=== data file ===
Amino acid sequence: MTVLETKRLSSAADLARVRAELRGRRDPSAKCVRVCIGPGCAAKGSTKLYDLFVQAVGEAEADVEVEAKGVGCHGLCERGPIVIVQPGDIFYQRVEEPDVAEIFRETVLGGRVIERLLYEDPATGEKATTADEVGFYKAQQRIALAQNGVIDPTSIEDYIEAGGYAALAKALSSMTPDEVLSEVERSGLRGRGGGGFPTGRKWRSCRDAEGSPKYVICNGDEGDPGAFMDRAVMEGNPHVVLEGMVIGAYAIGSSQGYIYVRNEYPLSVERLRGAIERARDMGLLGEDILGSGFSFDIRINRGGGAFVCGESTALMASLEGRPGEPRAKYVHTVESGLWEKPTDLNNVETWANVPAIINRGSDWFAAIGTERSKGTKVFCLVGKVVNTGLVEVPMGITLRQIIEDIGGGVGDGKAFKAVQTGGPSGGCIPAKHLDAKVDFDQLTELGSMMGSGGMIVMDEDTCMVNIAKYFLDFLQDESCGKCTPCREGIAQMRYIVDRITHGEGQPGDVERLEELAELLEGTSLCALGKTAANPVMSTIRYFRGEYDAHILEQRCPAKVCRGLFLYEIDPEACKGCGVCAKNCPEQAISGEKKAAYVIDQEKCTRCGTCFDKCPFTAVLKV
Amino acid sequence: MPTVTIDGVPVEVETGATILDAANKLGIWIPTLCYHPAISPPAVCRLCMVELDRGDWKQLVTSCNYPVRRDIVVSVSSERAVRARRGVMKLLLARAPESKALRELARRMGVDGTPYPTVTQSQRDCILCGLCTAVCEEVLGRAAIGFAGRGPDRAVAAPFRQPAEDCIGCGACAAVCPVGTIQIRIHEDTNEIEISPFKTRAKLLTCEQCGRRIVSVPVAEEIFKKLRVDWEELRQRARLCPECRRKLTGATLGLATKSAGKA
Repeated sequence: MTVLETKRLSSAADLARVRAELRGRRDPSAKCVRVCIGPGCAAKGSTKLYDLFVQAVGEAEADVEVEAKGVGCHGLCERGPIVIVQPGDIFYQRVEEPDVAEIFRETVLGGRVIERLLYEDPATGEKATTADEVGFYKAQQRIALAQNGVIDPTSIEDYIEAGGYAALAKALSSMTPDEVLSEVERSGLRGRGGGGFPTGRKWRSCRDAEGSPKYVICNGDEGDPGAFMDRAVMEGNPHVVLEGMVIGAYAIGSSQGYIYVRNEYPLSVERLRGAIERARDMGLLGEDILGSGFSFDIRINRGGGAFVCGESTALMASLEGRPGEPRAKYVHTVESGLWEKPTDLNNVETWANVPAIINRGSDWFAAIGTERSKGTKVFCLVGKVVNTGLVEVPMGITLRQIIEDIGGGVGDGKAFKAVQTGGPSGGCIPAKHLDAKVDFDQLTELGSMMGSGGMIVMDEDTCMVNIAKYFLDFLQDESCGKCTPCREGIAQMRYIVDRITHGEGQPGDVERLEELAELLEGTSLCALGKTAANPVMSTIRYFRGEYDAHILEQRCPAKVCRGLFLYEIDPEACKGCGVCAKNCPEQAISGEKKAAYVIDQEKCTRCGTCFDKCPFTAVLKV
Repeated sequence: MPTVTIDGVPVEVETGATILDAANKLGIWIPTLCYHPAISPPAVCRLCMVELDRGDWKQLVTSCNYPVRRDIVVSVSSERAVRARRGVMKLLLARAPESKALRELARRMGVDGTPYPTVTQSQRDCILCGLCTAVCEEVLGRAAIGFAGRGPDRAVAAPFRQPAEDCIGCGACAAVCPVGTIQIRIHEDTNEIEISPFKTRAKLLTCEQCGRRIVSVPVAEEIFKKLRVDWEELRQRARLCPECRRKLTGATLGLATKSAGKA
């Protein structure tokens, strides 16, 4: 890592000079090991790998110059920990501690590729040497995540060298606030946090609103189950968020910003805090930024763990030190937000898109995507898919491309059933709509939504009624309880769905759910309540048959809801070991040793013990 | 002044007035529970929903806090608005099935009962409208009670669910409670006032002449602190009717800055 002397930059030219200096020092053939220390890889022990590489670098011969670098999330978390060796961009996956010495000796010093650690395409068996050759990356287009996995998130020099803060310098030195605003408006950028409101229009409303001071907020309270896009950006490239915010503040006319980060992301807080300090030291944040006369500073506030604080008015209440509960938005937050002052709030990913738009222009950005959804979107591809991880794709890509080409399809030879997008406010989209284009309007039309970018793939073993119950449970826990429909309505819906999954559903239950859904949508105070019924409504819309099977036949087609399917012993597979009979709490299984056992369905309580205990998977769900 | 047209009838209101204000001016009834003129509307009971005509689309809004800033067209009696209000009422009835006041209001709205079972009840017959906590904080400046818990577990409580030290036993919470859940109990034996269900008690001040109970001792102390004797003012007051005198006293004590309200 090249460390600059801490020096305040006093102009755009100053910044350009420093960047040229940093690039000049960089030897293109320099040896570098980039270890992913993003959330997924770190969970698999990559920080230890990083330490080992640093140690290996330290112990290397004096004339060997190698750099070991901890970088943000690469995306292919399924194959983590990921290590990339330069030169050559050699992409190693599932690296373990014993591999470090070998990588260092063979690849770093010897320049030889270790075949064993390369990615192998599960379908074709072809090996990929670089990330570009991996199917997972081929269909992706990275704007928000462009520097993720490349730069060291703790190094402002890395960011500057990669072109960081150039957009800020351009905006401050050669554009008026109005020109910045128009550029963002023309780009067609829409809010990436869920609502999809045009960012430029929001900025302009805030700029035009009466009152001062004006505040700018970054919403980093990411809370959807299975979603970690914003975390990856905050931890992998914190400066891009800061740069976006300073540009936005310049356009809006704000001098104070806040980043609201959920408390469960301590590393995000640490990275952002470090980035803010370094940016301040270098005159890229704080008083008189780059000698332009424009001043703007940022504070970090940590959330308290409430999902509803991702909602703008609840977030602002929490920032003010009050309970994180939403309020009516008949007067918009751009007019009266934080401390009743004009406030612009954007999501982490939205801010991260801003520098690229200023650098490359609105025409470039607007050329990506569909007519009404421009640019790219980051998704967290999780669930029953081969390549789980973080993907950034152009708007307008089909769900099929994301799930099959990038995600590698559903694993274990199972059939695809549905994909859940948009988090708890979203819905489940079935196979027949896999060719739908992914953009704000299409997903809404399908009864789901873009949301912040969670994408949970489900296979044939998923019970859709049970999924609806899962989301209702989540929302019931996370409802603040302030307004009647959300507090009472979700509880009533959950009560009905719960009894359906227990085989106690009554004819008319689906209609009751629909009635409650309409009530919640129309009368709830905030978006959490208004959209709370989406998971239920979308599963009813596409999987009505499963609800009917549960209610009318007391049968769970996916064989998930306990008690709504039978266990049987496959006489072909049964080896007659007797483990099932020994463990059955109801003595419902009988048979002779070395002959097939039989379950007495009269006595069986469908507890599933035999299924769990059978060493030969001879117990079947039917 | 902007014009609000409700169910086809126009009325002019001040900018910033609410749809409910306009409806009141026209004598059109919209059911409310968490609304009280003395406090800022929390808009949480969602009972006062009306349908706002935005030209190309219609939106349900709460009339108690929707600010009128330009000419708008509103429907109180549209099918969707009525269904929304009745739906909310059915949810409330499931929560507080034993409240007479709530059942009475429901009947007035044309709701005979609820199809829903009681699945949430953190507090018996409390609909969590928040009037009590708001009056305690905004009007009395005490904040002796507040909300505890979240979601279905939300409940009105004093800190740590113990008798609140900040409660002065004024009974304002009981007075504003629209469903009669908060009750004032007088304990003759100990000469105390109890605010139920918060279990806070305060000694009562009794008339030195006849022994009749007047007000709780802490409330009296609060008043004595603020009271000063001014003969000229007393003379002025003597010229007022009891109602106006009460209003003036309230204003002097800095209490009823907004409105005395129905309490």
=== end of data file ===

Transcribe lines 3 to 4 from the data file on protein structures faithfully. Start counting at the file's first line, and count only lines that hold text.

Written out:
Repeated sequence: MTVLETKRLSSAADLARVRAELRGRRDPSAKCVRVCIGPGCAAKGSTKLYDLFVQAVGEAEADVEVEAKGVGCHGLCERGPIVIVQPGDIFYQRVEEPDVAEIFRETVLGGRVIERLLYEDPATGEKATTADEVGFYKAQQRIALAQNGVIDPTSIEDYIEAGGYAALAKALSSMTPDEVLSEVERSGLRGRGGGGFPTGRKWRSCRDAEGSPKYVICNGDEGDPGAFMDRAVMEGNPHVVLEGMVIGAYAIGSSQGYIYVRNEYPLSVERLRGAIERARDMGLLGEDILGSGFSFDIRINRGGGAFVCGESTALMASLEGRPGEPRAKYVHTVESGLWEKPTDLNNVETWANVPAIINRGSDWFAAIGTERSKGTKVFCLVGKVVNTGLVEVPMGITLRQIIEDIGGGVGDGKAFKAVQTGGPSGGCIPAKHLDAKVDFDQLTELGSMMGSGGMIVMDEDTCMVNIAKYFLDFLQDESCGKCTPCREGIAQMRYIVDRITHGEGQPGDVERLEELAELLEGTSLCALGKTAANPVMSTIRYFRGEYDAHILEQRCPAKVCRGLFLYEIDPEACKGCGVCAKNCPEQAISGEKKAAYVIDQEKCTRCGTCFDKCPFTAVLKV
Repeated sequence: MPTVTIDGVPVEVETGATILDAANKLGIWIPTLCYHPAISPPAVCRLCMVELDRGDWKQLVTSCNYPVRRDIVVSVSSERAVRARRGVMKLLLARAPESKALRELARRMGVDGTPYPTVTQSQRDCILCGLCTAVCEEVLGRAAIGFAGRGPDRAVAAPFRQPAEDCIGCGACAAVCPVGTIQIRIHEDTNEIEISPFKTRAKLLTCEQCGRRIVSVPVAEEIFKKLRVDWEELRQRARLCPECRRKLTGATLGLATKSAGKA